Diane M. Ring currently serves as the Associate Dean of Faculty, Professor of Law and the Dr. Thomas F. Carney Distinguished Scholar at Boston College Law School. She researches and writes primarily in the field of international taxation, corporate taxation, and ethical issues in tax practice. Her recent work addresses issues including information exchange, international tax relations, sharing and human equity transactions, and ethics in international tax. Ms. Ring was a consultant for the United Nation’s 2014 project on tax base protection for developing countries, and the U.N.'s 2013 project on treaty administration for developing countries. She was the U.S. National Reporter for the 2012 IFA Conference on the Debt Equity Conundrum, and the U.S. National Reporter for the 2004 IFA Conference on Double Nontaxation. She was the Assistant General Reporter for the 1995 IFA Conference on Financial Instruments and was a consultant to the IFA research project on the impact of technological and financial innovation on the taxation of income and activities. She is the section chair for the Tax Section of the American Association of Law Schools, and is the Vice Chair for the Tax Section Committee of Teaching Taxation of the American Bar Association.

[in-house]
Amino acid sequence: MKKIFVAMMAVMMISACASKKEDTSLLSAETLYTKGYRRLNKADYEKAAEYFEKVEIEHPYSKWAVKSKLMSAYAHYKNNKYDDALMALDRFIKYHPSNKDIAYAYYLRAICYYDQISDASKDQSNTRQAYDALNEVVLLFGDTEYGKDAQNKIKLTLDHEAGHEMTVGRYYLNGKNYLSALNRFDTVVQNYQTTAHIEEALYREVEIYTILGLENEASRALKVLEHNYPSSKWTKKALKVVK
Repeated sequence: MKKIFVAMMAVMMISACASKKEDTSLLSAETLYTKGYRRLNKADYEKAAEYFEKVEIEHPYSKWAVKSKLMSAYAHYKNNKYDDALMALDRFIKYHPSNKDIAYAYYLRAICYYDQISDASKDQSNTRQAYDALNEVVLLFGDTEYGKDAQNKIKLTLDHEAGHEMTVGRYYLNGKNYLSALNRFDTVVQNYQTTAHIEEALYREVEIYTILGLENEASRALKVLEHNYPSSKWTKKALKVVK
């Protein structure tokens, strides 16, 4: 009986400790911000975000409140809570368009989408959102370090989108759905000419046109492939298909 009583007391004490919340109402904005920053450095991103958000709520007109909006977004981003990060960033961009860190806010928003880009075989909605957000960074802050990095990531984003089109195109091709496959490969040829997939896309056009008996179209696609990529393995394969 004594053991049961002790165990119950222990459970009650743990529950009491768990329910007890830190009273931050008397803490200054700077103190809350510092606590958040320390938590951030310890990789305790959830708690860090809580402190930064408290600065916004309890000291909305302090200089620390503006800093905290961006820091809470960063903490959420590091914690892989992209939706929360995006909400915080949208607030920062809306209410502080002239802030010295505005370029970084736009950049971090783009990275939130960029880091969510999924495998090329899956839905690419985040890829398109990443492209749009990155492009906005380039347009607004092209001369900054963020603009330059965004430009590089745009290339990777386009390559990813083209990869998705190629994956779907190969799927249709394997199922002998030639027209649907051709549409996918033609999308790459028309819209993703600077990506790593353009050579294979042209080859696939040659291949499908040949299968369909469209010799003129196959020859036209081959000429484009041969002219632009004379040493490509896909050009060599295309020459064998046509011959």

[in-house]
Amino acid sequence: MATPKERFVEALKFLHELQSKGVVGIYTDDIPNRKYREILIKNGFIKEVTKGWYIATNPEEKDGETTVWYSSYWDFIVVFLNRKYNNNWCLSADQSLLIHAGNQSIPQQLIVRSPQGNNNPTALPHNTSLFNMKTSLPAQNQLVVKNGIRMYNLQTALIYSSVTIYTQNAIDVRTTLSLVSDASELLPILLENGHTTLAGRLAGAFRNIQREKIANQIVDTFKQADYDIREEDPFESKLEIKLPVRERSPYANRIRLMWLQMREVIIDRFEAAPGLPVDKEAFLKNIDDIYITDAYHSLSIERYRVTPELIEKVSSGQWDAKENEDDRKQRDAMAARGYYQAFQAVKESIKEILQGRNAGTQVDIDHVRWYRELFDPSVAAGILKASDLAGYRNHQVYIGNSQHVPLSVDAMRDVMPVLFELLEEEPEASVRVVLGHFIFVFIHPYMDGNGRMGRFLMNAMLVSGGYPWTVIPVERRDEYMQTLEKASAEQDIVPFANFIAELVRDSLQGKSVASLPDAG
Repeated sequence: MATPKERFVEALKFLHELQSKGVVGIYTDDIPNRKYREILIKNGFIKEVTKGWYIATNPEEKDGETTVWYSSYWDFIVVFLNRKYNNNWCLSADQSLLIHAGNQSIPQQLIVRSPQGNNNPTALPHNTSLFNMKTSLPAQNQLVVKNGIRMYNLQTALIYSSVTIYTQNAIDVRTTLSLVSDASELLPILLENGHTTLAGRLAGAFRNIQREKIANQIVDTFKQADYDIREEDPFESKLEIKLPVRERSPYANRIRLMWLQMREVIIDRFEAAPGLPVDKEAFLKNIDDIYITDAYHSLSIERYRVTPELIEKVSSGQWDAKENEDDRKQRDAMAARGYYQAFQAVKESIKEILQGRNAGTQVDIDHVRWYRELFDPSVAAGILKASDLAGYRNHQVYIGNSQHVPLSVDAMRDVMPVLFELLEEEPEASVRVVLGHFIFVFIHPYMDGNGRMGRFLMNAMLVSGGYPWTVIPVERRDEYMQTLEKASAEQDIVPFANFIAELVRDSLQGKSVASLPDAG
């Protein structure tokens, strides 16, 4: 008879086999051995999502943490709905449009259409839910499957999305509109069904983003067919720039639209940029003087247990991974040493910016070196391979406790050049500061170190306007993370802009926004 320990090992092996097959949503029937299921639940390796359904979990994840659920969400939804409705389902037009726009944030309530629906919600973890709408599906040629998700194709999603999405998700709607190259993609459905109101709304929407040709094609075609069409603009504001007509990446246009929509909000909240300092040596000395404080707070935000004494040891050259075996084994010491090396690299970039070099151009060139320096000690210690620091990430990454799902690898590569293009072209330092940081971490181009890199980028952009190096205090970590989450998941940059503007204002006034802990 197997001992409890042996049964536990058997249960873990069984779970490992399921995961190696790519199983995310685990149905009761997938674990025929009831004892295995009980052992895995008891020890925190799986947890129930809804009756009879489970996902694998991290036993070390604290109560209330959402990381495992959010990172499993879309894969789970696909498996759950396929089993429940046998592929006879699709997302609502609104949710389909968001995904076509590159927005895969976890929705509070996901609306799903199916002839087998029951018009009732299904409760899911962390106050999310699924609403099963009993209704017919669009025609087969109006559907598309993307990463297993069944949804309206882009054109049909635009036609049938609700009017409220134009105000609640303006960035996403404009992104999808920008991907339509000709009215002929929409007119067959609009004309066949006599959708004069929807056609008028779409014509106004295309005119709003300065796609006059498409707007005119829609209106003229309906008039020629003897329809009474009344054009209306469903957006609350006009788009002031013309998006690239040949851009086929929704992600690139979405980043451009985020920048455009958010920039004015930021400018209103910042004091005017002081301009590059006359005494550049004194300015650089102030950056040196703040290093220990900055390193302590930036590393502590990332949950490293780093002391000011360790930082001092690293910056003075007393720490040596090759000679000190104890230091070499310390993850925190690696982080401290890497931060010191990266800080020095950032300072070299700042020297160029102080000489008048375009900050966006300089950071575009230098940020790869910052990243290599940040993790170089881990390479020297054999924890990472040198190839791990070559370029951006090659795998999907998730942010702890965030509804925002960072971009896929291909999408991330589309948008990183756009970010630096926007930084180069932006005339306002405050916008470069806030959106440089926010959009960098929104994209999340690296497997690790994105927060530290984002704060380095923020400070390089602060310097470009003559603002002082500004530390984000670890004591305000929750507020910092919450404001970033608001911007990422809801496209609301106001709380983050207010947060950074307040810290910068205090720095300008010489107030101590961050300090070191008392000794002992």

Ms. Ring is also co-author of three case books in taxation– one on corporate taxation, one on international taxation, and one on ethical problems in federal tax practice. Prior to joining Boston College Law School, Ms. Ring was an associate professor of law at the University of Florida Levin College of Law, and an assistant professor at Harvard Law School. Before entering academia, Ms. Ring practiced at the firm of Caplin & Drysdale in Washington, D.C., specializing in the area of international tax and the taxation of financial instruments. Ms. Ring also clerked for Judge Jon O. Newman of the Second Circuit Court of Appeals.
J.D., Harvard University
A.B., Harvard University
Bloomberg Tax Management Portfolios
This Portfolio describes the Internal Revenue Code provisions applicable to foreign corporations.
This Bloomberg Tax Portfolio describes the Internal Revenue Code provisions applicable to foreign corporations.